Articles about Web 2.0 and the enterprise tend to focus on software and business: What/how can enterprises learn from/use Web 2.0?
But recently, Lori MacVittie, who writes a blog called "Two Different Socks" on DevCentral, offered a different take on this much-discussed topic by examining what Web 2.0 can teach the enterprise about infrastructure integration.
Naturally, she calls it "Integration 2.0" because-well, how could she not?
Part of the reason this discussion is worth reviewing is that the network is facing new challenges as more companies use on-demand, cloud-based architecture. It's packed with useful information, although I'll warn you it's a bit more technical than pieces I usually reference. But if I could follow it, you certainly can.
What intrigued me was her explanation of where APIs fall short. Now, as I've pointed out before, Web 2.0 seems to be obsessed with the power of open APIs. MacVittie points out that there are a lot of infrastructure solutions that are API-enabled, but-just as with Web.20 and social networking-no two APIs are the same. That's largely fine...until you start to move an application that requires multiple support from infrastructure-and what apps don't? - from one environment to another:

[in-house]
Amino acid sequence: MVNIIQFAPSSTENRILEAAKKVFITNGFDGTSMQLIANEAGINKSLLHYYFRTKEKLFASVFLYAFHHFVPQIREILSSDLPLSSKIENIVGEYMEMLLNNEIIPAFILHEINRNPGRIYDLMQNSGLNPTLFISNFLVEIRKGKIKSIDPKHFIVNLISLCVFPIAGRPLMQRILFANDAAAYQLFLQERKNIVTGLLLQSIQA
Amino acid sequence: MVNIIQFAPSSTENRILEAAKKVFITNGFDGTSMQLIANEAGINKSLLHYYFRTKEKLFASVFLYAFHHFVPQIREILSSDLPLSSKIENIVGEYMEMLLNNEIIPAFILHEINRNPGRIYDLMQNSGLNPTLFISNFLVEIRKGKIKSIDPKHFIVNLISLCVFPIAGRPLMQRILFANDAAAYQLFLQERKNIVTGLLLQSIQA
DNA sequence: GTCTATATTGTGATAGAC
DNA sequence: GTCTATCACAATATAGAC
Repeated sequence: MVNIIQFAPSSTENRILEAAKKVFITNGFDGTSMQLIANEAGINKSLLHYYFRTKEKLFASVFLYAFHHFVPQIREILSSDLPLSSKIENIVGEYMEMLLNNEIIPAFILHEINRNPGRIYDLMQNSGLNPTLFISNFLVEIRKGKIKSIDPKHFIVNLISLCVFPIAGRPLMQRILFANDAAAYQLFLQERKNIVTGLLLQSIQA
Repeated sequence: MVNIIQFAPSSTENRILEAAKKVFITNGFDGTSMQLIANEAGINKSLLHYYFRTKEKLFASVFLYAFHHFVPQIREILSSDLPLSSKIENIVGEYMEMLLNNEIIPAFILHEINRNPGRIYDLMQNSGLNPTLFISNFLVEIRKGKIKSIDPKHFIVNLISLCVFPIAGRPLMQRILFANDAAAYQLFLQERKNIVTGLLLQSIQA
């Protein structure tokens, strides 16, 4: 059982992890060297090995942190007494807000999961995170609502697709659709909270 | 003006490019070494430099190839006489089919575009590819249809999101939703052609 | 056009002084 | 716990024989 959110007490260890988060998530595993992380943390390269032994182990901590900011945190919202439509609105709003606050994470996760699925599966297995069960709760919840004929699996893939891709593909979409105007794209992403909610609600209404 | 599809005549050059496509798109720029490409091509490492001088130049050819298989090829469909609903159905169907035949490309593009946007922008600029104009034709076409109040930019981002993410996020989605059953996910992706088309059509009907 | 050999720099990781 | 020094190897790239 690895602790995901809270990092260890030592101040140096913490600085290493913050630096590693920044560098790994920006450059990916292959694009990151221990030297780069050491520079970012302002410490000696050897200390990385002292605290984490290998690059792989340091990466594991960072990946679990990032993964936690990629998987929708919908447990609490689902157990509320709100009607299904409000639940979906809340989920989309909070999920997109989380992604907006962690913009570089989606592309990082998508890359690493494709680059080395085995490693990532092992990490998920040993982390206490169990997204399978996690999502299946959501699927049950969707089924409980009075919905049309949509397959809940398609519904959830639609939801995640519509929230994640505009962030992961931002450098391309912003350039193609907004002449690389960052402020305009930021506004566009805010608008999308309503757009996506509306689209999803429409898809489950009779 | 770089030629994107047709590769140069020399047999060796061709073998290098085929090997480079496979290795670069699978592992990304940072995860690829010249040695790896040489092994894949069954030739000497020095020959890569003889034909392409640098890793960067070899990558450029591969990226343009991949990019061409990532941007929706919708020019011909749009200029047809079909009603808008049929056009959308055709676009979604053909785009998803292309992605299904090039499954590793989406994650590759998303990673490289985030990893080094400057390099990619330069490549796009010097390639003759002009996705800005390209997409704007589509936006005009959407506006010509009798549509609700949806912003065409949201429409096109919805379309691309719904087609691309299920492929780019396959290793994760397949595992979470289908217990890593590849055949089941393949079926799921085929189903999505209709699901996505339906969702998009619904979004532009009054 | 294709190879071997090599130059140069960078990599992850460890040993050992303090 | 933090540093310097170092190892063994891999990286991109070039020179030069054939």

"You can't automate the migration via the API because the product in one environment may be different than the next, and therefore such a method would be useless. The answer is, of course, to somehow just share the configuration data, but today that is just as tightly coupled to products as APIs."
Suddenly, APIs-the great integration solution of cloud vendors - have created a migration headache for you.
The solution: A standard, but extensible, method of sharing metadata, which is essentially what carries the configuration information, argues MacVittie. You may remember yesterday when I shared what the telecoms were doing to standardize their networks? If so, you'll recall they suspected the answer would be in the metadata.
MacVittie explains how APIs and metadata could be used together to simplify infrastructure integration, an approach that is working for Web 2.0, she adds:
"Both metadata integration and API-based integration will be required to build out a truly portable, dynamic infrastructure. And if we look at what's happened in the web application space, we see that it, too, has compromised on a combination of metadata (standardizing on XML and JSON) and APIs to enable the cross-application sharing of data and functions that essentially today make up the 'social networking web.'"
Web 2.0 companies have already figured this out, so you don't have to. All-in-all, that's not a bad way to learn.